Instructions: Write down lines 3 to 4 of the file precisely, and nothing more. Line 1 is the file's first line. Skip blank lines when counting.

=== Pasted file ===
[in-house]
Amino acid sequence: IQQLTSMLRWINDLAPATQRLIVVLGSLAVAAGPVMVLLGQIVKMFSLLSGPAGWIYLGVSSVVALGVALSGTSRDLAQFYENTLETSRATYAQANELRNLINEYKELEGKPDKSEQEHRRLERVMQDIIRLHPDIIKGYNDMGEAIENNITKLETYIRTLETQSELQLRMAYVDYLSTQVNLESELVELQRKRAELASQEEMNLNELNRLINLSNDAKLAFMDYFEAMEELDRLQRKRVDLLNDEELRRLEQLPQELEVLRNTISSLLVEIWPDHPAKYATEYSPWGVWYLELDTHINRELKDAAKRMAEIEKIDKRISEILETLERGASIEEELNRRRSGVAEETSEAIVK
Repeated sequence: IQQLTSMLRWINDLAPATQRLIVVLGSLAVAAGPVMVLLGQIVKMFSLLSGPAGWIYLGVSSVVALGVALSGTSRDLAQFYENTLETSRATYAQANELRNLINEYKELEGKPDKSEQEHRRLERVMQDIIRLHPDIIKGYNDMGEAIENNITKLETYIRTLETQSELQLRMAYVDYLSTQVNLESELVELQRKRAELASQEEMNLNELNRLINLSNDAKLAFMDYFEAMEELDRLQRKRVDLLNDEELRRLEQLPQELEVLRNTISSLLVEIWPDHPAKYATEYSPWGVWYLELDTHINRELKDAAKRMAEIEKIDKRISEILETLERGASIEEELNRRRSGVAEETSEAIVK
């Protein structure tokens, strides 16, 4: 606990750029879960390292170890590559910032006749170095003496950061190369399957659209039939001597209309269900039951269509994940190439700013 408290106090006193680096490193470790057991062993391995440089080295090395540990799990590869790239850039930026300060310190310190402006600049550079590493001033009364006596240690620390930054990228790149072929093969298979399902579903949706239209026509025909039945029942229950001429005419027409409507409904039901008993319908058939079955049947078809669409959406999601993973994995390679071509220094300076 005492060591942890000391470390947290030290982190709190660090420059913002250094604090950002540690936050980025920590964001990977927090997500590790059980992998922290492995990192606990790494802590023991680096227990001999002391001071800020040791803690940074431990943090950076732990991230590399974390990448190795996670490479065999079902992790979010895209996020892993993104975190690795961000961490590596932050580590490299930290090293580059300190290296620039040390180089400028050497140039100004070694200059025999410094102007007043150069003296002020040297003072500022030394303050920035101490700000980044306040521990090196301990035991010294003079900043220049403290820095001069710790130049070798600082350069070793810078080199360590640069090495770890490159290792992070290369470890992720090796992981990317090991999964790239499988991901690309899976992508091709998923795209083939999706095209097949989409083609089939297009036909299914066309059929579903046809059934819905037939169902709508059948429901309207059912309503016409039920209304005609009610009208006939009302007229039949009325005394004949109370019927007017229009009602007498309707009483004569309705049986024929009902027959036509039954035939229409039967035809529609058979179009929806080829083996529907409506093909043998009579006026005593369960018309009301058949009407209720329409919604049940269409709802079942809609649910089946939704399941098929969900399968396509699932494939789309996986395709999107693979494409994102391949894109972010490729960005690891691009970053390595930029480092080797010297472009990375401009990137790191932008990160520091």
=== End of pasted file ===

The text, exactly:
Repeated sequence: IQQLTSMLRWINDLAPATQRLIVVLGSLAVAAGPVMVLLGQIVKMFSLLSGPAGWIYLGVSSVVALGVALSGTSRDLAQFYENTLETSRATYAQANELRNLINEYKELEGKPDKSEQEHRRLERVMQDIIRLHPDIIKGYNDMGEAIENNITKLETYIRTLETQSELQLRMAYVDYLSTQVNLESELVELQRKRAELASQEEMNLNELNRLINLSNDAKLAFMDYFEAMEELDRLQRKRVDLLNDEELRRLEQLPQELEVLRNTISSLLVEIWPDHPAKYATEYSPWGVWYLELDTHINRELKDAAKRMAEIEKIDKRISEILETLERGASIEEELNRRRSGVAEETSEAIVK
């Protein structure tokens, strides 16, 4: 606990750029879960390292170890590559910032006749170095003496950061190369399957659209039939001597209309269900039951269509994940190439700013 408290106090006193680096490193470790057991062993391995440089080295090395540990799990590869790239850039930026300060310190310190402006600049550079590493001033009364006596240690620390930054990228790149072929093969298979399902579903949706239209026509025909039945029942229950001429005419027409409507409904039901008993319908058939079955049947078809669409959406999601993973994995390679071509220094300076 005492060591942890000391470390947290030290982190709190660090420059913002250094604090950002540690936050980025920590964001990977927090997500590790059980992998922290492995990192606990790494802590023991680096227990001999002391001071800020040791803690940074431990943090950076732990991230590399974390990448190795996670490479065999079902992790979010895209996020892993993104975190690795961000961490590596932050580590490299930290090293580059300190290296620039040390180089400028050497140039100004070694200059025999410094102007007043150069003296002020040297003072500022030394303050920035101490700000980044306040521990090196301990035991010294003079900043220049403290820095001069710790130049070798600082350069070793810078080199360590640069090495770890490159290792992070290369470890992720090796992981990317090991999964790239499988991901690309899976992508091709998923795209083939999706095209097949989409083609089939297009036909299914066309059929579903046809059934819905037939169902709508059948429901309207059912309503016409039920209304005609009610009208006939009302007229039949009325005394004949109370019927007017229009009602007498309707009483004569309705049986024929009902027959036509039954035939229409039967035809529609058979179009929806080829083996529907409506093909043998009579006026005593369960018309009301058949009407209720329409919604049940269409709802079942809609649910089946939704399941098929969900399968396509699932494939789309996986395709999107693979494409994102391949894109972010490729960005690891691009970053390595930029480092080797010297472009990375401009990137790191932008990160520091």